It tastes of strawberry, but Epidiolex is the first drug approved in the US containing an ingredient from marijuana.
The US Food and Drug Administration (FDA) approved the drug on 25 June for the treatment of two rare but severe forms of childhood epilepsy: Dravet syndrome and Lennox-Gastaut syndrome.
The active ingredient in the drug is cannabidiol, and it contains only a trace of the psychoactive component of cannabis, tetrahydrocannabinol, or THC.
In clinical trials, Epidiolex proved effective at helping people with these conditions control their seizures.
“This approval serves as a reminder that advancing sound development programs that properly evaluate active ingredients contained in marijuana can lead to important medical therapies,” said Scott Gottlieb, FDA commissioner.
But he warned that the organisation would continue to punish illegal marketing of cannabidiol-containing products with unproven medical claims.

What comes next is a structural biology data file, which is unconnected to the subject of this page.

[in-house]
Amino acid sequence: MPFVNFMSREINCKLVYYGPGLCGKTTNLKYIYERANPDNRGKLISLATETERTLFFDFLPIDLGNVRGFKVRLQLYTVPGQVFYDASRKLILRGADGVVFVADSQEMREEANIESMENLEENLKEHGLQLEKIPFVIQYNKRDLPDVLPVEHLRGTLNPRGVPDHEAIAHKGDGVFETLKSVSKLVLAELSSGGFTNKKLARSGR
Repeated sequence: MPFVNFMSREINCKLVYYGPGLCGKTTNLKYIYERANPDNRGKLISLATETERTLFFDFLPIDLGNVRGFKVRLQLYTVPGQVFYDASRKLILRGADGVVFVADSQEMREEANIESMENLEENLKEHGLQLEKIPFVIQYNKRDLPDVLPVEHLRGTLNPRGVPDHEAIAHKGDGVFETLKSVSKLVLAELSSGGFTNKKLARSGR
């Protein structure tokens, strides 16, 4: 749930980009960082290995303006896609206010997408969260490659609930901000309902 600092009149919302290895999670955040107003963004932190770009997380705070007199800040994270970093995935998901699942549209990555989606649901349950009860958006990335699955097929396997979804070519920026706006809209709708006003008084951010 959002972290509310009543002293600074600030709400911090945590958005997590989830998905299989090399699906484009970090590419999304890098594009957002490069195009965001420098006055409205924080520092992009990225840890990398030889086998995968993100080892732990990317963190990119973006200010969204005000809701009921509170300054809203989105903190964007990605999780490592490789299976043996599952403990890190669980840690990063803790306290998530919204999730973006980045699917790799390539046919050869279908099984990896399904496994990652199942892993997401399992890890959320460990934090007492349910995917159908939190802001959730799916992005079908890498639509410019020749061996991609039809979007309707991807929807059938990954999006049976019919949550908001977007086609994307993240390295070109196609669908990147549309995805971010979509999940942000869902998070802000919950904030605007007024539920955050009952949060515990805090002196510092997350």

The UK government last week announced a review into the possible use of marijuana-based medical products, in the wake of much public debate over the use of cannabis oil to treat epilepsy.
GW Pharmaceuticals, which developed Epidiolex, expects a decision on European approval early next year. In 2010, it won UK approval to sell Nabiximols for the treatment of multiple sclerosis, the first marijuana-based drug approved in the world.
The company is also developing cannabis-based treatments for epilepsy, schizophrenia and glioblastoma, a form of brain cancer for which there are no reliable treatments.